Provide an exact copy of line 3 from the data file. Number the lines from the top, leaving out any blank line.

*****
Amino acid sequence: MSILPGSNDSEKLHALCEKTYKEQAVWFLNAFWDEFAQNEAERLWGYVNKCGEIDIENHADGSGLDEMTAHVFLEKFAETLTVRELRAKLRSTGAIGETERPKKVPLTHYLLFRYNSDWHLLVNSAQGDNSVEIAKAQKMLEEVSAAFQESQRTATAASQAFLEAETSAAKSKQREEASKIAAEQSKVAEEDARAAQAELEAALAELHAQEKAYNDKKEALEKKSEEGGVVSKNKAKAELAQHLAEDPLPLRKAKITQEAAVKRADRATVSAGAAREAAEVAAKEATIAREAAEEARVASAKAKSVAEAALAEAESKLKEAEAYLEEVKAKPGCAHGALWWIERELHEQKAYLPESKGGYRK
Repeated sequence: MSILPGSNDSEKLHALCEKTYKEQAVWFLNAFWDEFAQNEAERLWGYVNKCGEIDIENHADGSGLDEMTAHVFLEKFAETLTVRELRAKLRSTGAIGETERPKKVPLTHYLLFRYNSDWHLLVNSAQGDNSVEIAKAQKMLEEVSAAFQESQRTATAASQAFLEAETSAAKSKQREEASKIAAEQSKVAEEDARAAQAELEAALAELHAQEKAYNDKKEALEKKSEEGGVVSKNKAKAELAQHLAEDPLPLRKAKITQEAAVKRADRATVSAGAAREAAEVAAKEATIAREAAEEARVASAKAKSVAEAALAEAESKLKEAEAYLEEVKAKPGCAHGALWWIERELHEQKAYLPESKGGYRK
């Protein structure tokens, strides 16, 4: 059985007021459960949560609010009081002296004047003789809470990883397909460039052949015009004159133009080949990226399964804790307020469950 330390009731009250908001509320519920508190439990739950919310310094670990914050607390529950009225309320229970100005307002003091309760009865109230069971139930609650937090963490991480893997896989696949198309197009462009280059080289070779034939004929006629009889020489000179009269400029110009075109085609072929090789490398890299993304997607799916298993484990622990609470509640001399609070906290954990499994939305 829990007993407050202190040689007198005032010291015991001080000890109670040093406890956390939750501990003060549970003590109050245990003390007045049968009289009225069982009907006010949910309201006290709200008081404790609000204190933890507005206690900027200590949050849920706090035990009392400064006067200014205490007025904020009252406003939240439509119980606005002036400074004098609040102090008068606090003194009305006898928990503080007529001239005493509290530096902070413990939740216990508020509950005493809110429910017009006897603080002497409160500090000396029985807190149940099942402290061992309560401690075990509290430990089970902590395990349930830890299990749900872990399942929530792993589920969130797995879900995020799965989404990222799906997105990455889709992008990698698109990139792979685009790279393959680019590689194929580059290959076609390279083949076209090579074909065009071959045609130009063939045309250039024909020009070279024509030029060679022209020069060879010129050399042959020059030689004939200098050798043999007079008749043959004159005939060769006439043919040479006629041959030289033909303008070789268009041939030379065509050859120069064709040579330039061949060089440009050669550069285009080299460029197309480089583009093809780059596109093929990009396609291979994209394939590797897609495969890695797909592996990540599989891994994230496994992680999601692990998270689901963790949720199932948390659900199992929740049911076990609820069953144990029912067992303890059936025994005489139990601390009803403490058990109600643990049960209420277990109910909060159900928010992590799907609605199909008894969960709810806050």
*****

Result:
């Protein structure tokens, strides 16, 4: 059985007021459960949560609010009081002296004047003789809470990883397909460039052949015009004159133009080949990226399964804790307020469950 330390009731009250908001509320519920508190439990739950919310310094670990914050607390529950009225309320229970100005307002003091309760009865109230069971139930609650937090963490991480893997896989696949198309197009462009280059080289070779034939004929006629009889020489000179009269400029110009075109085609072929090789490398890299993304997607799916298993484990622990609470509640001399609070906290954990499994939305 829990007993407050202190040689007198005032010291015991001080000890109670040093406890956390939750501990003060549970003590109050245990003390007045049968009289009225069982009907006010949910309201006290709200008081404790609000204190933890507005206690900027200590949050849920706090035990009392400064006067200014205490007025904020009252406003939240439509119980606005002036400074004098609040102090008068606090003194009305006898928990503080007529001239005493509290530096902070413990939740216990508020509950005493809110429910017009006897603080002497409160500090000396029985807190149940099942402290061992309560401690075990509290430990089970902590395990349930830890299990749900872990399942929530792993589920969130797995879900995020799965989404990222799906997105990455889709992008990698698109990139792979685009790279393959680019590689194929580059290959076609390279083949076209090579074909065009071959045609130009063939045309250039024909020009070279024509030029060679022209020069060879010129050399042959020059030689004939200098050798043999007079008749043959004159005939060769006439043919040479006629041959030289033909303008070789268009041939030379065509050859120069064709040579330039061949060089440009050669550069285009080299460029197309480089583009093809780059596109093929990009396609291979994209394939590797897609495969890695797909592996990540599989891994994230496994992680999601692990998270689901963790949720199932948390659900199992929740049911076990609820069953144990029912067992303890059936025994005489139990601390009803403490058990109600643990049960209420277990109910909060159900928010992590799907609605199909008894969960709810806050």